Skillshare did see a huge spike when lockdown orders took place at the beginning of the pandemic. Our member engagement doubled or tripled in most markets. While it’s even more inspiring to watch society inch back to normalcy, there are still some “pandemic fads” that I predict will stand the test of time: sweatpant WFH uniforms, and online learning. We are expanding the types of learning experiences Skillshare offers, though, to find the best of both worlds between connections made in-person and the flexibility and accessibility of online learning. We polled our members to find out what they wanted more of, and discovered they valued accessibility to instructors, increased accountability for projects and peer-learning the most. 

That’s why we launched Chroma Courses in October 2021. The multi-week, small group courses offer deeper interactions with teachers and peers, building in more accountability for members to accelerate progress toward goals.We believe that community and personalized experiences will keep people coming back to online learning platforms in a post-pandemic world.

Has a return to in-person activities impacted Skillshare’s marketing strategy? How or how not?

It certainly has. The creator economy exploded throughout the pandemic and, as a creator-first platform, we are constantly adjusting our marketing approach to support them. Investing in marketing and content initiatives that align tightly with what our community of creators care about and feel passionately about is top of mind for us, especially as we think about the role of creating and creativity in a post-COVID world. This includes incorporating channels like YouTube and TikTok that creators are paying attention to into our marketing plans so we can continue to support their networks and revenue streams.

We are also focused on expanding internationally. We believe creativity is a global language and we are continuing to grow our presence around the world while also aligning to local needs in terms of product-market fit and regional content in markets like India, Latin America and Europe.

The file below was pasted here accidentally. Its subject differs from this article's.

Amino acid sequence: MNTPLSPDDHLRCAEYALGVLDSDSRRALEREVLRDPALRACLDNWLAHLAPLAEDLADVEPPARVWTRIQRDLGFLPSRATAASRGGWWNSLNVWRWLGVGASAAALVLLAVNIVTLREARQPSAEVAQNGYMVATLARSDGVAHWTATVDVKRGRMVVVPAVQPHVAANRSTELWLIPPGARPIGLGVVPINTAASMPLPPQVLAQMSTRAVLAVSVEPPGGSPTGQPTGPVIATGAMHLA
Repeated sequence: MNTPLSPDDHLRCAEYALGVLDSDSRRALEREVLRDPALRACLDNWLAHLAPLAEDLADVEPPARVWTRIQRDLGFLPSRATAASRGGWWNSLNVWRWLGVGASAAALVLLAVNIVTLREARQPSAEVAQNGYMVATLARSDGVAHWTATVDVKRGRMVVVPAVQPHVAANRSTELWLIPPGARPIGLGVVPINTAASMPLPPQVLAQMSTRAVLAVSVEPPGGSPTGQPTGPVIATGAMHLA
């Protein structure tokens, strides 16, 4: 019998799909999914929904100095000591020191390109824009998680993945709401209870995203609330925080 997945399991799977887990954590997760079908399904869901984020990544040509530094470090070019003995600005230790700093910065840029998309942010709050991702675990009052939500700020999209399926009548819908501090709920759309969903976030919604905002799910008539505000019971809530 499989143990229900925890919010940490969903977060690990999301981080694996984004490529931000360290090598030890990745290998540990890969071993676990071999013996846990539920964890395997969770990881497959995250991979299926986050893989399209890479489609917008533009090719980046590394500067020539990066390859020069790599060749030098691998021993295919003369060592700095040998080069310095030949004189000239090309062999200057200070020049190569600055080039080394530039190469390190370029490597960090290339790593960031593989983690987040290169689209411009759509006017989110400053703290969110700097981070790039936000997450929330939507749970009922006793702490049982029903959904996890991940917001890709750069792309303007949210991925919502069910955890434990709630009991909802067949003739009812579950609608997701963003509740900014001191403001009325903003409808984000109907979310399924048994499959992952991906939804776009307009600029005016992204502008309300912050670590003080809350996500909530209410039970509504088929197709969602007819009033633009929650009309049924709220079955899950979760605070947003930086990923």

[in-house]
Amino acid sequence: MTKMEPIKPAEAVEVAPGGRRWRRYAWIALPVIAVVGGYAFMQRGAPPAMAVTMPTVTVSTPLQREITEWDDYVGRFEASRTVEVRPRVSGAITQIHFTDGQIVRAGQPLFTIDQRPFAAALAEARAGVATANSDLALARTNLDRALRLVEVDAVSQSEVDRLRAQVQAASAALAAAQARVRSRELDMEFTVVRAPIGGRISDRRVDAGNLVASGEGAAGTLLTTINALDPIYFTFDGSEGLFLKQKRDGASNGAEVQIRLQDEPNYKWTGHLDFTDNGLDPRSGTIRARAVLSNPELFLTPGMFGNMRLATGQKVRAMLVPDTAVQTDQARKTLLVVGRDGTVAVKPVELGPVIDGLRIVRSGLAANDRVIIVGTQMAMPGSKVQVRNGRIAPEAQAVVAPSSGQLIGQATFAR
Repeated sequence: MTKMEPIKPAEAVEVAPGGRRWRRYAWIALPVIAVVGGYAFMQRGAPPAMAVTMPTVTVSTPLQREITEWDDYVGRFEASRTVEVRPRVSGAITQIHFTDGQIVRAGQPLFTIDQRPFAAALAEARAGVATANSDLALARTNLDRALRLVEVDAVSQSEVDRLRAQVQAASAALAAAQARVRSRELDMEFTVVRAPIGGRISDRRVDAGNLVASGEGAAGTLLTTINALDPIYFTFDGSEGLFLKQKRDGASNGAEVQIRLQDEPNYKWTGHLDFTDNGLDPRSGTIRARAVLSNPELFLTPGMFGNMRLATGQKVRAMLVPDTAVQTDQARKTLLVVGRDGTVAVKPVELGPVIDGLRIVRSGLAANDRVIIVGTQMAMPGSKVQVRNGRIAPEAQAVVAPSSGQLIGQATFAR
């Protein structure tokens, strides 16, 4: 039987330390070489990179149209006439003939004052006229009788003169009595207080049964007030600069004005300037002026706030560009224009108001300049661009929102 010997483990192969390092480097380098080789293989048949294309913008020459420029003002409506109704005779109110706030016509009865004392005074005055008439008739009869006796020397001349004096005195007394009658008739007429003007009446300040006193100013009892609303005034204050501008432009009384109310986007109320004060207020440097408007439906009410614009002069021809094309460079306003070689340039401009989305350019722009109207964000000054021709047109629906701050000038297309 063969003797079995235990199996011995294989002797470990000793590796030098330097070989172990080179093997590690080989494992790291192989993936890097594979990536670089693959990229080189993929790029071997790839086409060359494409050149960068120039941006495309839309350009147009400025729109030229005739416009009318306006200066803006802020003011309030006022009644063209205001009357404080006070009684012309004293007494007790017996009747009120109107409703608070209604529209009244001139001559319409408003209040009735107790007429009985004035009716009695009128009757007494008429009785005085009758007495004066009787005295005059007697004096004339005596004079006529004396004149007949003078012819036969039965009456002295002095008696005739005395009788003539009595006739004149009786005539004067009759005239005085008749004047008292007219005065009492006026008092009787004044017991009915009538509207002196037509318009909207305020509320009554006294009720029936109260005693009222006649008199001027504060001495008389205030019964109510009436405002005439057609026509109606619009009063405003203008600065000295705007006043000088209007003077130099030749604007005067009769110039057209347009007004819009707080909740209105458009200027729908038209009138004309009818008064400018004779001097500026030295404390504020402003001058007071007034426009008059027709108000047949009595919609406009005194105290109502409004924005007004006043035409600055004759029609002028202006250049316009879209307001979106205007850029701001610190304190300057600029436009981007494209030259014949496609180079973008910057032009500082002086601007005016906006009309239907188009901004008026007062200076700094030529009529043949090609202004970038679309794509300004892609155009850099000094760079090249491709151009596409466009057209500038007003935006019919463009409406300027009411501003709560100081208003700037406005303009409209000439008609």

How is Skillshare thinking about the future of work, and how is that being interpreted to employees?

We were early movers on a remote-first approach to work, and as a leadership team, we made the decision early on in the pandemic to transition to a fully distributed team. With reports showing more than half of U.S. workers are looking for new jobs, being an early adopter of the remote work model and giving employees the flexibility to design a work routine that matches their lifestyle is protecting us from feeling the brunt of “The Great Resignation.” 

Beyond that, we’ve made a concerted effort to put employees’ mental health at the core of our people strategy. We’ve seen again and again how the seemingly simple act of creating can be a force for good in people’s lives so we give each of our team members a “Creativity Fund” of $2,000 per year to support their individual development and creative exploration. We know that engaging in a creative process has full body benefits, from reducing stress and anxiety to increasing positive thoughts. We encourage our employees to find something outside of work that helps them recharge, and give them space to do it. — Kimeko McCoy

By the numbers

Shoppers are steadily checking names off of their holiday shopping list, having gotten a head start buying gifts back in October. And as they reach the home stretch, new research from Celtra creative automation company reveals that cross-channel personalized ads will play a key role in winning shoppers over this holiday season. Find more from the report below:

  • 62% of American consumers said they plan to purchase online and in-store, with 60% expecting to shop through retailers’ websites this holiday.
  • 35% of consumers favor brands to communicate with them through email instead of receiving direct mail.
  • 48% of shoppers seek personalized products and offers, and 77% are more inclined to shop with brands that personalize content across their online shopping journey. — Kimeko McCoy

Quote of the week

“It’s a completely different business model. One depends on profits from media buying while the other could care less about media because there are much bigger fish to fry.”

— Tom Triscari, an economist at consulting firm Lemonade Projects, told Seb Joseph for his piece on the state of consultancies versus agencies.